Last year I ripped all my CDs. And I posted about it here and here. The (friendly) advice received was that I was doing it wrong (or at least, not to a sufficient bit rate if I was insisting on not ripping to FLAC). So I started from scratch. And now I’m finally there and I can pack the CDs into the ceiling space and never think about them again.
As before, I’ve found the need to take photos of a small proportion of CDs whose cover art doesn’t seem to be widely available. Given that most of the cover art I do use comes from the net in one way or another, I thought it best to give back: and so the following are roughly 200×200 pixel thumbnails linking to each roughly 1000×1000 original.
Abbasalutely: A Flying Nun Tribute to the Music of Abba —oh how we laughed at the irony of it all as we purchased this CD, secretly pleased with the chance to reconnect with the music of our primary school years. Of course now, we just buy the 66-song Thank You For The Music from iTunes. For the kids, right? Just for the kids.
Baddiel & Skinner & Lightning Seeds: Three Lions —arriving in the UK in time for Euro ’96 I got this song the first time around. Not that it helped the English team very much: “30 years of hurt” is now “45 years of hurt” and counting.
Black Grape: England’s Irie —and this was Black Grape’s Euro ’96 single, done with Keith Allen and Joe Strummer. That summer every man and their dog were doing football songs1 but you have to like the vocal layers of Ryder’s casual‘s chant of “Come and have a go if you think you’re hard enough” with Keith Allen’s2 “We live in a land of crass hypocrisy / We’re gonna win the National Lottery”. Yes!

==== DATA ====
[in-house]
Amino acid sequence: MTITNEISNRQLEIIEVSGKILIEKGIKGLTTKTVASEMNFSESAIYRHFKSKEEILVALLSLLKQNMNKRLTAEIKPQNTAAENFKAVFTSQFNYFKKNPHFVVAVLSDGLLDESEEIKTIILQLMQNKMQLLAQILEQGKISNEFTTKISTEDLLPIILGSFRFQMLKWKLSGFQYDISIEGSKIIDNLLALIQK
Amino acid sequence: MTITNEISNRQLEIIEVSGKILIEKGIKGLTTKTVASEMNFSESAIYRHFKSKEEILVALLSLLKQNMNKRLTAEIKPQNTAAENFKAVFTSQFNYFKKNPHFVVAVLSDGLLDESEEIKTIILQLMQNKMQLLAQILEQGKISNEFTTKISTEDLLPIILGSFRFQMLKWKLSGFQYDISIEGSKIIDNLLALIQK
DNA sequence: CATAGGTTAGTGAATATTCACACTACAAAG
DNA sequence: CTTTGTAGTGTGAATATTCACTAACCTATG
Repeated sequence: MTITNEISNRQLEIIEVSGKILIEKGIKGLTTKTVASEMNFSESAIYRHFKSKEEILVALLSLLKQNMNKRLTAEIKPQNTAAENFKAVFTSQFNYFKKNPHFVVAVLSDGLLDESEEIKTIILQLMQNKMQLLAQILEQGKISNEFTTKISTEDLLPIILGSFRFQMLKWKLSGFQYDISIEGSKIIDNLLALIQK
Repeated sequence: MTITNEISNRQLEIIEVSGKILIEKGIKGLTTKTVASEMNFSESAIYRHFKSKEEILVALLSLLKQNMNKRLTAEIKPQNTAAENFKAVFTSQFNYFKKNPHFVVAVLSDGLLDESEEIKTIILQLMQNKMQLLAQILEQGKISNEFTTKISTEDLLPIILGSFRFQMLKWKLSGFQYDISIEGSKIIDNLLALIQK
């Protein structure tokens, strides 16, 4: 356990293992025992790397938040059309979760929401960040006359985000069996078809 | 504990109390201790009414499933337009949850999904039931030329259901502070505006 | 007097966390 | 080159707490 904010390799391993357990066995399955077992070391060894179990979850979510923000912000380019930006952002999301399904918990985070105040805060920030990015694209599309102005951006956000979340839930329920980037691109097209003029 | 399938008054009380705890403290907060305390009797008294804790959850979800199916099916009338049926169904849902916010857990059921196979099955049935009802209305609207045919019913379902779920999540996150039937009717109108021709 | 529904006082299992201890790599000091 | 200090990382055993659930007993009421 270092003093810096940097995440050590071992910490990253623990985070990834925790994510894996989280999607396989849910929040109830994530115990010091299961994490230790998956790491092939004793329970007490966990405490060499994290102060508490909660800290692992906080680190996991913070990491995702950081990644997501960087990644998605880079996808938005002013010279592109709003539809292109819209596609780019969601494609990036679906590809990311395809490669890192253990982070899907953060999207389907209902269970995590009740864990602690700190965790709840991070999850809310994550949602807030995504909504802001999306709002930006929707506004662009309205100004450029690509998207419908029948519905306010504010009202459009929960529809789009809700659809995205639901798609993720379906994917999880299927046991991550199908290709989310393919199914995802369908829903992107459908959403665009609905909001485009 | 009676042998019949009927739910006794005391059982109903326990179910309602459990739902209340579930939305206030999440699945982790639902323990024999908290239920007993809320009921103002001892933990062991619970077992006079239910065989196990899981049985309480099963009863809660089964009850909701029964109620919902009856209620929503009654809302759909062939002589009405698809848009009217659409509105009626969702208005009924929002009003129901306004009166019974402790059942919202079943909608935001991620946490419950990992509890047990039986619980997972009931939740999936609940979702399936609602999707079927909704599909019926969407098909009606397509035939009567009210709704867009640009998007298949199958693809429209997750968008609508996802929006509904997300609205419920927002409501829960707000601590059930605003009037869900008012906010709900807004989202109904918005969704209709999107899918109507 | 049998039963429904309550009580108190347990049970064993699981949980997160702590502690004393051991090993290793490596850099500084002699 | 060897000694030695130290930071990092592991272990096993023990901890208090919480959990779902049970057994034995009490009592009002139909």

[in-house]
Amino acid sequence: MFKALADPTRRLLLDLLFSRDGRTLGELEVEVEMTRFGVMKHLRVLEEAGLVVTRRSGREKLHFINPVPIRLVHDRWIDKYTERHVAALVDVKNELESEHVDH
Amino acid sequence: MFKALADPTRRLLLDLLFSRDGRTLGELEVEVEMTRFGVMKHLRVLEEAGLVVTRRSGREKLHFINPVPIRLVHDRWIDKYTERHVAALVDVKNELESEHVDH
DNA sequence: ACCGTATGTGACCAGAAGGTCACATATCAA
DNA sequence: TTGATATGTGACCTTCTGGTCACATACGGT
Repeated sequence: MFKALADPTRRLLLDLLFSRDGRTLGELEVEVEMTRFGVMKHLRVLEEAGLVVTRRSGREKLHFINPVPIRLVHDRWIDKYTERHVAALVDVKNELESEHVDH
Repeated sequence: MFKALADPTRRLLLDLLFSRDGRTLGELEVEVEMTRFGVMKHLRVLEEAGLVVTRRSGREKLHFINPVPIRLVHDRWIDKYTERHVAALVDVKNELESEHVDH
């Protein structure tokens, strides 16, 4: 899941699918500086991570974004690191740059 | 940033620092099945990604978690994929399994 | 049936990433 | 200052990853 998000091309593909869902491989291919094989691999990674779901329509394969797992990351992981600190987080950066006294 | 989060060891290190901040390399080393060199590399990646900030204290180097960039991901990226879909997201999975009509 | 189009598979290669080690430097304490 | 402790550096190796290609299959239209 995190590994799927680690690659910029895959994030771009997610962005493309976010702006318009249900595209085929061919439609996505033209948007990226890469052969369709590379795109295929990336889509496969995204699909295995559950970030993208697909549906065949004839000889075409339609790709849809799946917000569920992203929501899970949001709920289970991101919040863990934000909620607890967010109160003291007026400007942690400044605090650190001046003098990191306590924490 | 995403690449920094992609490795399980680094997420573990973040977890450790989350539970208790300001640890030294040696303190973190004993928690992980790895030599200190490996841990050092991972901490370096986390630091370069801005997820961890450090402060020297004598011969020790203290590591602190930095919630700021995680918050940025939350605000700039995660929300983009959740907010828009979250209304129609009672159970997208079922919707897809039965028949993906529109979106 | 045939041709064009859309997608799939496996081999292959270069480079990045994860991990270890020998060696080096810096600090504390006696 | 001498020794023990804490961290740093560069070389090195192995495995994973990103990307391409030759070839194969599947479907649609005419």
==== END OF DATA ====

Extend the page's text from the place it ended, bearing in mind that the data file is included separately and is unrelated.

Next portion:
Black Grape: In the Name of the Father —this is more like it: the woozy dance drug-thuggery of the Happy Mondays tightened up: “Well I don’t do what you do / and you don’t do what I do / but you should do”. Er. no thanks, Shaun.
Black Grape: Kelly’s Heroes —I love this cover. And if I knew more, I’d be able to tell you what pose Shaun is aping through those bilious Central Station Design colours.
Black Grape: Reverend Black Grape —This is a brilliant single. “There’s nothing more sinister / as Ministers in dresses” is another great throwaway line—Shaun would not appear to be a fan of the Catholic Church—but I can’t really make any sense of the rest of the lyrics. Luckily the music carries it all the way home.
The Blue Hearts: Train Train —I first heard this track in 1990 as the theme song to a Japanese tv programme. Not that I remember anything of the TV show, but I really liked the tune. Apparently The Blue Hearts were Japan’s answer to the Clash, and the song certainly sounded punky enough for me to insist on it getting into the playlist of Radio One in Dunedin when I came back from Japan.
Grant Lee Buffalo: Mockingbird —So memorable I’m having to play the song just so I know what it sounds like. At one point I had the album this single came from, but it’s long sold in the face of declining listening interest on my part. [Later: actually, it wasn’t bad, was it.]
The House of Love: Babe Rainbow —These guys were alt-MoR, now that I think about it. That’s not necessarily a bad thing, but maybe that’s why their albums remain lower on my playlist many of their contemporaries. I need to revisit them.
The House of Love: Untitled [A Spy In The House of Love] —If I remember rightly, this is an album of outtakes and lost tracks assembled from some abortive studio sessions between the previous two albums. It’s not as good as either, though it has its moments.